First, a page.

A certain portion of HCFC molecules released to the atmosphere will reach the stratosphere and be destroyed there by photolysis (light-initiated decomposition). The chlorine released in the stratosphere can then participate in ozone depleting reactions as does chlorine liberated from the photolysis of CFCs. Because HCFCs are degraded significantly by two mechanisms in the atmosphere (as opposed to the CFCs which are destroyed almost exclusively by photolysis in the stratosphere), and because photolysis rates of HCFCs are generally slower than those for CFCs, proportionately less chlorine is released from HCFCs in the lower stratosphere when compared to CFCs. These properties explain why HCFCs are expected to deplete much less stratospheric ozone than equivalent amounts of CFCs.

How have atmospheric concentrations of HCFCs changed over time?

Regular, careful measurements of air from remote locations show that global concentrations of HCFCs have increased rapidly over time. This increase can be attributed to enhanced use of HCFCs as substitutes for CFCs and other chemicals as solvent/cleaning agents, refrigerants, foam-blowing agents, air conditioning fluids, etc., beginning in the late 1980s and early 1990s. Measurements of air stored in containers that were originally filled as early as 1977 and measurements of even older air trapped in snow above Antarctica or Greenland have allowed scientists at NOAA, CSIRO (Australia), and the University of East Anglia (UK) to reconstruct how concentrations of these gases have changed in the atmosphere over the past 100 years. The picture that emerges is one in which HCFCs were not present in the atmosphere in the early part of the 20th Century. Once their use was encouraged to aid in accelerating the phase out of CFCs and related ozone-depleting gases, HCFC concentrations increased rapidly from zero to the amounts observed today.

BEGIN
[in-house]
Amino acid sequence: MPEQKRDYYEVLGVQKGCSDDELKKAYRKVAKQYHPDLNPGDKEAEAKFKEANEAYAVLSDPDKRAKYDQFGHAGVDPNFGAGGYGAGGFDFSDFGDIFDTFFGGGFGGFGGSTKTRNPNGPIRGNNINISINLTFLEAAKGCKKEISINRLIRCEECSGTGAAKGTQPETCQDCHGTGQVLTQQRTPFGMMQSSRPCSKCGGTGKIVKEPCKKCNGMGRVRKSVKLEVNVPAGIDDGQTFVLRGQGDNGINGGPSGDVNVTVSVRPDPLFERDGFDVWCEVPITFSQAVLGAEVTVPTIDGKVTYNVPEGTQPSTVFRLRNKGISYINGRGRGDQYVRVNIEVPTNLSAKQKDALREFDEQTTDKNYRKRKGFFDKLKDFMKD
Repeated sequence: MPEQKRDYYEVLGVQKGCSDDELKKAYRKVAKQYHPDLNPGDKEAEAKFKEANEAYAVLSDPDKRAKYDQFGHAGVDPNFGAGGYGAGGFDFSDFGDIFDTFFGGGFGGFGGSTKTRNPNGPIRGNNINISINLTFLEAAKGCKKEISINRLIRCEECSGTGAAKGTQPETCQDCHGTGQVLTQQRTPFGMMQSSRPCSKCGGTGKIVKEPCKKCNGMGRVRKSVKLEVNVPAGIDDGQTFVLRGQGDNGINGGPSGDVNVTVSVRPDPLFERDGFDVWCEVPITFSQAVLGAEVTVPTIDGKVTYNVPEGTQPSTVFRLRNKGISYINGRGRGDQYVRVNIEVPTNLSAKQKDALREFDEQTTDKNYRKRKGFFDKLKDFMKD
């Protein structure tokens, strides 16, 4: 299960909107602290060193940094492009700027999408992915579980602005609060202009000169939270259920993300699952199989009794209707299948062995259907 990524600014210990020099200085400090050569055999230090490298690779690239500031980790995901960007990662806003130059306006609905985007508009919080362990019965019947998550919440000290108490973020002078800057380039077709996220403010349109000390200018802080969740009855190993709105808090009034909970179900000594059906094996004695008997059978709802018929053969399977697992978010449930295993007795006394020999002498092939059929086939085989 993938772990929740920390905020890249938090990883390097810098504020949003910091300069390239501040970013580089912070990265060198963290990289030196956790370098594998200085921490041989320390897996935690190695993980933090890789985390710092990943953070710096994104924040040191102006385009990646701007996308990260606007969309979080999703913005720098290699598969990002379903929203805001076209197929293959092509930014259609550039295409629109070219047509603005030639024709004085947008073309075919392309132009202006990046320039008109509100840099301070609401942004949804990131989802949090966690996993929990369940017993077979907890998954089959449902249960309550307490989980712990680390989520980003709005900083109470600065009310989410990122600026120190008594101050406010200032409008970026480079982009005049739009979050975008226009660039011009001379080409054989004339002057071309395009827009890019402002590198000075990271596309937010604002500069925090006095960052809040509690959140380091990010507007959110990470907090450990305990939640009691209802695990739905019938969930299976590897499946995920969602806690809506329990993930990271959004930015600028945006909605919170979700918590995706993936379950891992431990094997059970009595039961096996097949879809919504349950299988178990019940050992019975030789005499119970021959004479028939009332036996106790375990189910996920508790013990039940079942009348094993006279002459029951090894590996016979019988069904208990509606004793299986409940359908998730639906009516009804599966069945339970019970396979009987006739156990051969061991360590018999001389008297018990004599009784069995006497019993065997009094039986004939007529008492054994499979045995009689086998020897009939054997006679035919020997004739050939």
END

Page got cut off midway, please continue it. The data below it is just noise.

With regard to stratospheric ozone depletion, have the increases in HCFC concentrations offset the decreases observed in atmospheric concentrations of the CFCs and other ozone-depleting chemicals?